Golden Forward Gone at 81
Since 2002, no Waterloo Black Hawks player has worn #11, in recognition of Paulie Johnson’s contributions as a member of the organization during hockey’s early years in the Cedar Valley.
Johnson, a United States Hockey Hall of Fame honoree, passed away Sunday. He was 81.
Before joining the Black Hawks, Johnson made signature contribution one of the greatest achievements in this history of United States hockey. In seven games during the 1960 Olympic Games, the Minnesota native recorded five goals and three assists, helping Team USA to the gold medal at Squaw Valley. Four years later, he would add another six goals to his Olympic tally during the 1964 Games in Austria. Johnson also represented the United States during three additional International Ice Hockey Federation World Championships (1958, 1959, 1961).
After a few periodic appearances for Waterloo, Johnson joined the Black Hawks on a fulltime basis in 1965. He was part of three consecutive United States Hockey League championship clubs from 1965/66 through 1967/68 and consistently among the league’s top scorers. When the Hawks returned from a one-year hiatus in 1970, Johnson was back as well and remained through the conclusion of the 1972/72 season. In his seven seasons, he was credited with 283 points (152 goals and 131 assists).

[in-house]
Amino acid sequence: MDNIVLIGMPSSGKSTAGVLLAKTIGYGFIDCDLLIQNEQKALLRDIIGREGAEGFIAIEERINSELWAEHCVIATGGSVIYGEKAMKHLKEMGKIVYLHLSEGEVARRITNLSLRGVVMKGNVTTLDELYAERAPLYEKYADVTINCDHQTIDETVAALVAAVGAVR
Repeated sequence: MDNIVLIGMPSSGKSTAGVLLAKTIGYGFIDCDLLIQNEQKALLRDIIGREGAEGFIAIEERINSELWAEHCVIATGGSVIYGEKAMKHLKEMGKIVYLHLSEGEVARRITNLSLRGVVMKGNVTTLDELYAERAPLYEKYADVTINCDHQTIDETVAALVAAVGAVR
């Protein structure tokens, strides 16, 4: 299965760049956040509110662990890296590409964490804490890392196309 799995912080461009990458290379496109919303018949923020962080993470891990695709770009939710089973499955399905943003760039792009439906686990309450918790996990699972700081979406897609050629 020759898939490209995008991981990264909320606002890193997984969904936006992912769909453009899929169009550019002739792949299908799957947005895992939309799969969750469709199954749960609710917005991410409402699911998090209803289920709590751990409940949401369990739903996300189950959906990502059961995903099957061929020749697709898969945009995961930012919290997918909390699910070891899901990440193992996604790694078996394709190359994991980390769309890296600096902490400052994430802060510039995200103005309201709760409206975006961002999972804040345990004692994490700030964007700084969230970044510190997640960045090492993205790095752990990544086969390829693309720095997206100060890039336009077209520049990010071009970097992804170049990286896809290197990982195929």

Two of his most remarkable Black Hawks performances came one week apart as Waterloo chased the 1965/66 league championship. During a March game against the St. Paul Steers, Johnson recorded an astounding four goals and five assists during an 11-7 victory at McElroy Auditorium. The following Sunday, he contributed four goals on the road against the Marquette Iron Rangers during a come-from-behind 6-5 result which clinched a share of the title.
The Black Hawks retired Johnson’s number on April 6, 2002. The late Herb Brooks – a former international teammate and USHL rival – spoke during the ceremony, and later related the following sentiment:
“He was one of the most dynamic hockey players I’ve ever been around. He was one of the top half-dozen American players of his time.”
The United States Hockey Hall of Fame enshrined Johnson in 2001.
A memorial service for Johnson will be held on Thursday, July 21st, at St. Stephen’s Lutheran Church in West St. Paul, Minnesota.